The difficulty level is a challenge for you, and you are working at the edge of your skill level. You are certainly in your zone of growth or discomfort.
You are completely involved or focused and free of distractions and experience immersion.
You are intrinsically motivated, you are not overthinking and simply acting.
Researchers have also called this deep practice.
“But it is impossible to enjoy a tennis game, a book, or a conversation unless attention is fully concentrated on the activity.”― Mihaly Csikszentmihalyi
Now we all have a slightly different way to get into the flow. For some, it is music from the past that takes them into the zone. For others, it could be a ritual to warm up their hands on a piano.
Whatever your ritual is to get into the zone, engage in it and increase the number of flow experiences.
Flow makes taking massive action meaningful and makes you intrinsically motivated.
You begin craving the flow experience for the clarity and the intensity that it inevitably provides you.
According to Mihaly Csikszentmihalyi from his book: Flow: The Psychology of Optimal Experience:
“Contrary to what we usually believe, moments like these, the best moments in our lives, are not the passive, receptive, relaxing times—although such experiences can also be enjoyable, if we have worked hard to attain them. The best moments usually occur when a person’s body or mind is stretched to its limits in a voluntary effort to accomplish something difficult and worthwhile. Optimal experience is thus something that we make happen. For a child, it could be placing with trembling fingers the last block on a tower she has built, higher than any she has built so far; for a swimmer, it could be trying to beat his own record; for a violinist, mastering an intricate musical passage. For each person there are thousands of opportunities, challenges to expand ourselves.”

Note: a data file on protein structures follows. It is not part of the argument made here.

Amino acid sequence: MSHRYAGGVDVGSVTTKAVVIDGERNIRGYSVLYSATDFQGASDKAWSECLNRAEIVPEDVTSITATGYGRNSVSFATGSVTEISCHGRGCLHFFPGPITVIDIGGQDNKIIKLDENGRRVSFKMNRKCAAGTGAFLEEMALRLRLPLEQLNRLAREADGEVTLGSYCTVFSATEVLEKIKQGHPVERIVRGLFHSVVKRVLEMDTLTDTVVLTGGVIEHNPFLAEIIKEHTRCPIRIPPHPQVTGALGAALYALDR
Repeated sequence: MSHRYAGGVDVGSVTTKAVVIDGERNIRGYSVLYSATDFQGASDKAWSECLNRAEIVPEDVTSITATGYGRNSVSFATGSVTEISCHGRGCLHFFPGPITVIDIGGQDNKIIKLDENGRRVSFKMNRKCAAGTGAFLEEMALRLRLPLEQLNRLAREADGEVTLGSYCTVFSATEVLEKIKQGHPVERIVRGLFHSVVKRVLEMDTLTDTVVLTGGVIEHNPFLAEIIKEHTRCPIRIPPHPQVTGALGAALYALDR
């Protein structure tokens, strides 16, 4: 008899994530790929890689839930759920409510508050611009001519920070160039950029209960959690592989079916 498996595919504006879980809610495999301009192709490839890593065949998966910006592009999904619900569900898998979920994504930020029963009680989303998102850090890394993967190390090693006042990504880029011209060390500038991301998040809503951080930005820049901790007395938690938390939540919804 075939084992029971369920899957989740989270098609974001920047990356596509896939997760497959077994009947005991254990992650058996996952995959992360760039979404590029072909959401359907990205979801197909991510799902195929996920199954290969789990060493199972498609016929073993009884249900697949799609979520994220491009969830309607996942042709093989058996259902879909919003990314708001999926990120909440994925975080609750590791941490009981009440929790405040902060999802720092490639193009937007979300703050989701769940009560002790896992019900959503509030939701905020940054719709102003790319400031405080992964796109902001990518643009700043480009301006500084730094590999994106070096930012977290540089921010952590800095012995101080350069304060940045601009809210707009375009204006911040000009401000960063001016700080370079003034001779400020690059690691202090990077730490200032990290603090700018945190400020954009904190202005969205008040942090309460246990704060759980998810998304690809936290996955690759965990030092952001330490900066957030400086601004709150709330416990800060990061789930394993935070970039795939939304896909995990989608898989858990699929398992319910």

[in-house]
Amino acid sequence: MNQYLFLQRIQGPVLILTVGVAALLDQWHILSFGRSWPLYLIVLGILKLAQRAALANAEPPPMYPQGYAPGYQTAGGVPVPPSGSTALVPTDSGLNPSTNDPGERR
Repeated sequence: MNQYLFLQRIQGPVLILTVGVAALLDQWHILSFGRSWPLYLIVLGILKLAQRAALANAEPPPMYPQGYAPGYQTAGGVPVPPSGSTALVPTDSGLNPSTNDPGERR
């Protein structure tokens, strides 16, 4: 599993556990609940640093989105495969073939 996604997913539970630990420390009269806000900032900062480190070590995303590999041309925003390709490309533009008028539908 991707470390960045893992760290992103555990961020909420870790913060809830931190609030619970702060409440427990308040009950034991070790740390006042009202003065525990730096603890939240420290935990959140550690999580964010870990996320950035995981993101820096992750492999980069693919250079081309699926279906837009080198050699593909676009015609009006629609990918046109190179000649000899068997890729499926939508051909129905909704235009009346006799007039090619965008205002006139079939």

The star swimmer Michael Phelps has a ritual that involves listening to music and certain stretches and movements that allow him to go into the flow before a competition.
The composer Igor Stavinsky got into a creative flow by sitting at the piano the first thing in the morning and playing a fugue from his hero, the legendary composer Bach.
Now over to you. Do you have any tips or suggestions that allow you to take massive action?